Ger­many and US sanc­tions on Iran

Iran Daily - - National - By Hos­sein Zi­aee*

While Gor­don Sond­land, US am­bas­sador to the Euro­pean Union, has dis­missed the bloc’s move to set up a sep­a­rate chan­nel to trade with Iran, known as a Spe­cial-pur­pose Ve­hi­cle (SPV), as “noth­ing more than a pa­per tiger”, ev­i­dence sug­gests that the pay­ment mech­a­nism is get­ting off to a good start.

In first re­ac­tion to the new round of US sanc­tions against Iran, Ger­man Gov­ern­ment Spokesman St­ef­fen Seib­ert said last week that his coun­try is con­vinced that it should en­able le­gal busi­ness re­la­tions with Iran and is check­ing how to pro­tect com­pa­nies af­fected by US sanc­tions reim­posed on Iran.

Ger­man For­eign Min­is­ter Heiko Mass, who has de­scribed sup­port­ing for the Joint Com­pre­hen­sive Plan of Ac­tion (JCPOA) as a barom­e­ter that shows how much the EU is in­de­pen­dent from the US, told Iran’s For­eign Min­is­ter Mo­ham­mad Javad Zarif in a phone call on Novem­ber 3 that it is part of ‘Ger­many’s strat­egy’ to try to es­tab­lish the planned SPV.

In fact, the re­cent re­ac­tions prove that the US has faced an un­prece­dented iso­la­tion, much sooner than it had been an­tic­i­pated, af­ter an­nounc­ing the new batch of its sanc­tions on Novem­ber 4. One of the main rea­sons for the re­jec­tion of the Trump ad­min­is­tra­tion’s ‘in­hu­mane sanc­tions’ on Iran has been the in­sis­tence of the Euro­pean Union, and in par­tic­u­lar Ger­many, on Eu­rope’s in­de­pen­dence from the US bul­ly­ing poli­cies.

The JCPOA is so im­por­tant to the EU that one can say the bloc’s in­de­pen­dence vis-à-vis US uni­lat­er­al­ism hinges on it.

It is need­less to say that the EU’S fail­ure to pre­serve the JCPOA would badly dent the bloc’s fu­ture and identity in the eyes of many in­ter­na­tional or­ga­ni­za­tions and in­de­pen­dent coun­tries.

The Ger­man news­pa­per Han­dels­blatt quoted Chris­tian Dürr, a Ger­man politi­cian of the Free Demo­cratic Party, as say­ing that “the gov­ern­ment should adopt ef­fec­tive mea­sures to ren­der more sup­port to the Ger­man firms ac­tive in Iran.”

Ger­many is now try­ing to keep pro­tect­ing its firms in Iran us­ing the Her­mes cover — an ex­port credit guar­an­tee (ECG) by the Ger­man Fed­eral Gov­ern­ment which is an im­por­tant part of Ger­man for­eign trade pol­icy and pro­tects Ger­man com­pa­nies in the event of non-pay­ment by for­eign debtors.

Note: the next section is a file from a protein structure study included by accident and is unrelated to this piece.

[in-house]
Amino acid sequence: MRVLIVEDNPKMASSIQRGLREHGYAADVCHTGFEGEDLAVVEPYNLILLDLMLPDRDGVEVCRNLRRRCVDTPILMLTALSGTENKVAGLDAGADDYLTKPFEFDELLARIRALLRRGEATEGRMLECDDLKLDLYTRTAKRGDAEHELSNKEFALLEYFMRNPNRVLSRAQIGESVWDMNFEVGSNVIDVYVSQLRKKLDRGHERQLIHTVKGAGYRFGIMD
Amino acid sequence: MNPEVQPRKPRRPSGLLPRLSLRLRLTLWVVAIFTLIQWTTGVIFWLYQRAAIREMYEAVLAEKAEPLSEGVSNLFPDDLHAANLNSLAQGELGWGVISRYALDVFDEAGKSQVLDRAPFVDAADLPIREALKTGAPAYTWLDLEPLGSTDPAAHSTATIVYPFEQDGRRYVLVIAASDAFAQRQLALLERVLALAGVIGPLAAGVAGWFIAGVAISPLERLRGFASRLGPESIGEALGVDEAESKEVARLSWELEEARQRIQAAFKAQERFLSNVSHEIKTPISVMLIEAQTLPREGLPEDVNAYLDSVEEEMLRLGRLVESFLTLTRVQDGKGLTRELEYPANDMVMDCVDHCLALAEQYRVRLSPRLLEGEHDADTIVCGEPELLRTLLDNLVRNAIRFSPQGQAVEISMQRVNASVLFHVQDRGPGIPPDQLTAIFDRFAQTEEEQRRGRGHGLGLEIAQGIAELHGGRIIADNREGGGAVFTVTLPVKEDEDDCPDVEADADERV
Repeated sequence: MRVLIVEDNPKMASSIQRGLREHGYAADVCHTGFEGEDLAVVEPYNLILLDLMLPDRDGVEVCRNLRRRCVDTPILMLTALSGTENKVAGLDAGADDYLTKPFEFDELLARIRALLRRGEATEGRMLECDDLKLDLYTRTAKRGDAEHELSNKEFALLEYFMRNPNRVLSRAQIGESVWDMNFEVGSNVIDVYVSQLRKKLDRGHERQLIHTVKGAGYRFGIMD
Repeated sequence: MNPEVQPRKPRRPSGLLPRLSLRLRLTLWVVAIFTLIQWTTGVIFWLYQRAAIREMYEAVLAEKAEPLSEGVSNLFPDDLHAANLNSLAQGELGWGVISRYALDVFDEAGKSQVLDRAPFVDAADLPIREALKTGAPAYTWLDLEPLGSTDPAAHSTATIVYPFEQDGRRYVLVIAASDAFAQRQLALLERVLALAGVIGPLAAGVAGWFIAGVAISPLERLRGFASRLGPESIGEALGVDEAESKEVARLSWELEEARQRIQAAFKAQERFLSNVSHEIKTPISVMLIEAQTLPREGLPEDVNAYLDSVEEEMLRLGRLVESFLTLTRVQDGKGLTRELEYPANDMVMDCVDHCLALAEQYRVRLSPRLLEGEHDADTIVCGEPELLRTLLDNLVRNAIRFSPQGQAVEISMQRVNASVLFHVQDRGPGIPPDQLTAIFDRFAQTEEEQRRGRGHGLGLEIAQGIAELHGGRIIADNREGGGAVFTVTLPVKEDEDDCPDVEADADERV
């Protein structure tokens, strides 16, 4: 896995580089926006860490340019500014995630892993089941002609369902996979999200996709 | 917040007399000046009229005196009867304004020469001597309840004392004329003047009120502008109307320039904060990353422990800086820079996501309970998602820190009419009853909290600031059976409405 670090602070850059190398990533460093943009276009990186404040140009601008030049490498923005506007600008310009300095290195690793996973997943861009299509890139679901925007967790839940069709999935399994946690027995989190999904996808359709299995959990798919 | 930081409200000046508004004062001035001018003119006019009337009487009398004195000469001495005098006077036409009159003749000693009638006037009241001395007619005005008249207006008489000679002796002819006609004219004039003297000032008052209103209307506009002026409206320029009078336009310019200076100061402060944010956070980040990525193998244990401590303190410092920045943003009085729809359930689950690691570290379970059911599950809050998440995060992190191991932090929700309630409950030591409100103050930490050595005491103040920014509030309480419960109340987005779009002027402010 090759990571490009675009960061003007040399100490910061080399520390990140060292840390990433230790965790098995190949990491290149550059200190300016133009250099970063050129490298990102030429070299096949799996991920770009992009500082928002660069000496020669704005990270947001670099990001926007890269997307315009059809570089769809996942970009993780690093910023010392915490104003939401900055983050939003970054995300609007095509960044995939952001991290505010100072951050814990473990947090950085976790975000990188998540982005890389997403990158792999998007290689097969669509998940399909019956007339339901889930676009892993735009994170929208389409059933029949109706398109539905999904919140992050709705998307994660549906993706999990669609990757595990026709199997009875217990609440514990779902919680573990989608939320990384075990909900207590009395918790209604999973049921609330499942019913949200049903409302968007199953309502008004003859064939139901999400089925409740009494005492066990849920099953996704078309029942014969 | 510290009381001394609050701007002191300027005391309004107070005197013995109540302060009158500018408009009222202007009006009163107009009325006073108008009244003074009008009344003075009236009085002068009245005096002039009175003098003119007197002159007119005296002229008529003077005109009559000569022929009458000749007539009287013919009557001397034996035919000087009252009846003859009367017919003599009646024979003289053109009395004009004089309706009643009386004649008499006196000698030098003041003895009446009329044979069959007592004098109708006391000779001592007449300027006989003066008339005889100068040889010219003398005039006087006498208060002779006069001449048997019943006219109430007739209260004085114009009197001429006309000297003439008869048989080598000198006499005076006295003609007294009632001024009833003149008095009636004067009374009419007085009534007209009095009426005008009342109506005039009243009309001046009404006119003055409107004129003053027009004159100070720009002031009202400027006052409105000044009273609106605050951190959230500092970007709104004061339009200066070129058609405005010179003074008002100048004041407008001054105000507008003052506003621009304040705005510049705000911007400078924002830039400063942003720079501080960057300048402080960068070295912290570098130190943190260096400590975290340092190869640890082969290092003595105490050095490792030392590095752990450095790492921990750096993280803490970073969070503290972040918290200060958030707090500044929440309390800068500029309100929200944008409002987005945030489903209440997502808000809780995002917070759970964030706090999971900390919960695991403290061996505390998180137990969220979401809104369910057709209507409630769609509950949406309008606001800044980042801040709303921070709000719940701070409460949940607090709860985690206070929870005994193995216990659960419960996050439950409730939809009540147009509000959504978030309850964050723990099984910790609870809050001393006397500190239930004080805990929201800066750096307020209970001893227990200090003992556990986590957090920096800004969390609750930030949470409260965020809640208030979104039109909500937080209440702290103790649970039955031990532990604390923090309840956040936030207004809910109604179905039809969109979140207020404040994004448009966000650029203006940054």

In ad­di­tion, the planned SPV, the block­ing statute, and keep­ing Iran’s ac­cess to the Bel­gium-based SWIFT fi­nan­cial mes­sag­ing ser­vice are among the other mea­sures sup­ported by Ger­many to keep the JCPOA in place.

This comes as Ger­many has shown some sym­bolic re­sis­tance against the US pres­sures to leave the Ira­nian mar­ket as well.

The auto-mak­ing Volk­swa­gen Com­pany, un­like Daim­ler­benz, has de­fied calls to of­fi­cially leave Iran. And Ger­man air­line Lufthansa is still op­er­at­ing flights in the coun­try.

This is while Bri­tish Air­ways and Air France said in late Au­gust they would halt flights to Iran “as the op­er­a­tion is cur­rently not com­mer­cially vi­able.”

Over­all, it is true that the EU’S po­lit­i­cal sup­port for Iran nu­clear deal has been more as­sertive than the bloc’s sup­port in terms of econ­omy, but there re­mains a strong will to in­crease eco­nomic re­la­tions with Iran even af­ter the reim­po­si­tion of the US sanc­tions, some­thing that has made the White House fu­ri­ous with the EU.

The suc­cess of the Eu-ira­nian diplo­macy in turn­ing the JCPOA from a model of US an­i­mos­ity to­wards an in­ter­na­tional agree­ment into a global front against Wash­ing­ton’s uni­lat­er­al­ism has, in prac­tice, caused the first rift in transat­lantic re­la­tions.

Hos­sein Zi­aee is a free­lance jour­nal­ist.

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